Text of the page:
LETTER: Truck wedge indicates dangers of map database-based driving

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LETTER: Truck wedge indicates dangers of map database-based driving

Another case of a truck hitting a low bridge is a lesson for everyone that map databases have flaws.

Reasons range from raw data (such as municipalities not not updating maps when roads are changed or not extended), through errors in copying, to software defects. Things hanging down are common, I saw that almost catch a high truck load on a BC Ferry boat, the driver was given a figure for clearance that did not take into account sprinkler piping hanging below the structure.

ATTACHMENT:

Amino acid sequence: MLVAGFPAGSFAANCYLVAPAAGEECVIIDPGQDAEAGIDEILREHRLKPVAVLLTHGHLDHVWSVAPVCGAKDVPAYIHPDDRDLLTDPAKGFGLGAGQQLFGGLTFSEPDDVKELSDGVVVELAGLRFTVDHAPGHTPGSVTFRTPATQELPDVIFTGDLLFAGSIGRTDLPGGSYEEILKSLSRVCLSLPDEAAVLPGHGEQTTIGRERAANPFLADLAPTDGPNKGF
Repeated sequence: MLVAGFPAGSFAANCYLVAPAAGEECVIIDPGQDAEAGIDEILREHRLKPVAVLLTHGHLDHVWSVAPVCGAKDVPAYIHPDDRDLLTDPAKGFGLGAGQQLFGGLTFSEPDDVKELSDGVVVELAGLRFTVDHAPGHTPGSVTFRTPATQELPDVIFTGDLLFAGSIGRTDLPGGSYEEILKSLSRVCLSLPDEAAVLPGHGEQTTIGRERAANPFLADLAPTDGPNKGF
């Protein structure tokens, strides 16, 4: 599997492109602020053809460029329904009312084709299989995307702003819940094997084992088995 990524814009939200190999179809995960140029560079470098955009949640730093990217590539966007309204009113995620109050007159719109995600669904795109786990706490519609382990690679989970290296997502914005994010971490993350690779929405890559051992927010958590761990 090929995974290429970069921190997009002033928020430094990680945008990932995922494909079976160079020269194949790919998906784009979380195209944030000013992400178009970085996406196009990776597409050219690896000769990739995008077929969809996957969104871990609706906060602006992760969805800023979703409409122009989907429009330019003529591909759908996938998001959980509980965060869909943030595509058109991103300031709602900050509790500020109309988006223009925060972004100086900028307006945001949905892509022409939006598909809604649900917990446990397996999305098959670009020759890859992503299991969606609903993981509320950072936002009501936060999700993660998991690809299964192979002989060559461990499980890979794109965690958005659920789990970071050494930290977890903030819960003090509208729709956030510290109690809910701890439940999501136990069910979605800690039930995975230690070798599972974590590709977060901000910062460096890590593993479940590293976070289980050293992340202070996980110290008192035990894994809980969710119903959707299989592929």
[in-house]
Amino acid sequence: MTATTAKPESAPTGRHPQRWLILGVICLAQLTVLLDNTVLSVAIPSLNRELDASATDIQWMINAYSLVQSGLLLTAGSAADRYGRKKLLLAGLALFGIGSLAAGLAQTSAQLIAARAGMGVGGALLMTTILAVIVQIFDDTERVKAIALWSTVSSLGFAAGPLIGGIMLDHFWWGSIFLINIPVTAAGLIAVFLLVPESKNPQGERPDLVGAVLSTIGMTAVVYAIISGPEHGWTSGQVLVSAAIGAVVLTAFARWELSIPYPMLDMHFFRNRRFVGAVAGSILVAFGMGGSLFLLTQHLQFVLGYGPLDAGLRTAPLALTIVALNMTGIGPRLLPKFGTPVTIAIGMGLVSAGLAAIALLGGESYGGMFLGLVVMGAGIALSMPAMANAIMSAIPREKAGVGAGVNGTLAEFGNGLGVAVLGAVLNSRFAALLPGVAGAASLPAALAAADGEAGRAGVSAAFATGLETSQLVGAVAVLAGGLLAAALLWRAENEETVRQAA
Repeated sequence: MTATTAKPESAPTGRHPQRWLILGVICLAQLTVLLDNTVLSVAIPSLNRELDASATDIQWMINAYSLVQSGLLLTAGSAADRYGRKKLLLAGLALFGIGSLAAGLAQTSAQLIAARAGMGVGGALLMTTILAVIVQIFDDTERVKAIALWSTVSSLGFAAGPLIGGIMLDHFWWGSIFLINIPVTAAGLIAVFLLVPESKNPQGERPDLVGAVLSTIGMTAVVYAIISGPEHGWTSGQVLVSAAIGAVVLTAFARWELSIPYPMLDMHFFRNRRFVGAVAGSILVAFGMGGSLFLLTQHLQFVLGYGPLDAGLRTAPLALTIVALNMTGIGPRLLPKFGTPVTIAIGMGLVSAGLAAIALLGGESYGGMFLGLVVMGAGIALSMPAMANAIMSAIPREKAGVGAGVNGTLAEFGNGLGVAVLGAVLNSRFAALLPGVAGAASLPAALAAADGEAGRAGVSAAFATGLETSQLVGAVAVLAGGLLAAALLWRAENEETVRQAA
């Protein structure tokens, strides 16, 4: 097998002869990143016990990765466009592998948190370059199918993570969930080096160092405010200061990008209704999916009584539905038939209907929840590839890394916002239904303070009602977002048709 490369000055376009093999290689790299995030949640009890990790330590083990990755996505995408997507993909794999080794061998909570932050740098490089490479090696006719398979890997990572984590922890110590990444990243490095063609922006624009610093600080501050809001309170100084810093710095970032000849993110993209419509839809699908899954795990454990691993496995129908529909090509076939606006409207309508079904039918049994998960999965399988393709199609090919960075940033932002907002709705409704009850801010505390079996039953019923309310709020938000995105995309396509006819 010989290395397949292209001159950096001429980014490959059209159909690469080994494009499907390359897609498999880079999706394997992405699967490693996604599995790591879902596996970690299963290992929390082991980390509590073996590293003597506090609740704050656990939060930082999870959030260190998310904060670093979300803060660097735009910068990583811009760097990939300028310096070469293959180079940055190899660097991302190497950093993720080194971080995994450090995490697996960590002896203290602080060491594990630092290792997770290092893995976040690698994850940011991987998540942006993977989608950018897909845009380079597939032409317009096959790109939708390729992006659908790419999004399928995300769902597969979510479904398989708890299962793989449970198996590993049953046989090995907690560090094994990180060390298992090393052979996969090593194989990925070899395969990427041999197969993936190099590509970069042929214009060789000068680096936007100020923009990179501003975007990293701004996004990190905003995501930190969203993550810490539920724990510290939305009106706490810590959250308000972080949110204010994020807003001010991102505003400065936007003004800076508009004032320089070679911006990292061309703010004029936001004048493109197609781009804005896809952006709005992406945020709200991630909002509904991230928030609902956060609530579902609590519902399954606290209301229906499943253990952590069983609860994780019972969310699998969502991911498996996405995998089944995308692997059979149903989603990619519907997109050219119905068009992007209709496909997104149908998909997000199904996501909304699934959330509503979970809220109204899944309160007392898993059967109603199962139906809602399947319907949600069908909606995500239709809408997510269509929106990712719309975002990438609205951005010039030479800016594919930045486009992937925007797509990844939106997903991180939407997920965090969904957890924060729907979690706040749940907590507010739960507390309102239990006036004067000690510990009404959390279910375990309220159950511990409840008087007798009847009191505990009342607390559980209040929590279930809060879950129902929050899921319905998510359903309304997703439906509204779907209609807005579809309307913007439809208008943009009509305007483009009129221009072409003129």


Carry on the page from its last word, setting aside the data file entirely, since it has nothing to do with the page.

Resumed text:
Aviation databases are rigorously checked, and updated often so changes and error corrections can be included. But even they can let pilots down – the system on a helicopter did not warn of a lighthouse because it simply had been omitted form the database.

Users should have a quality device with readable display and regular database updates, and be careful. (Seems like a good idea to crawl ahead when there is little clearance.) Drive Highway 1 east through Langley and you’ll see scars on the lower overpasses despite clear signage.

Worse are best-route calculations – people have become stuck on unsuitable roads or lost, in some cases dying from exposure.

Be careful out there.

Keith Sketchley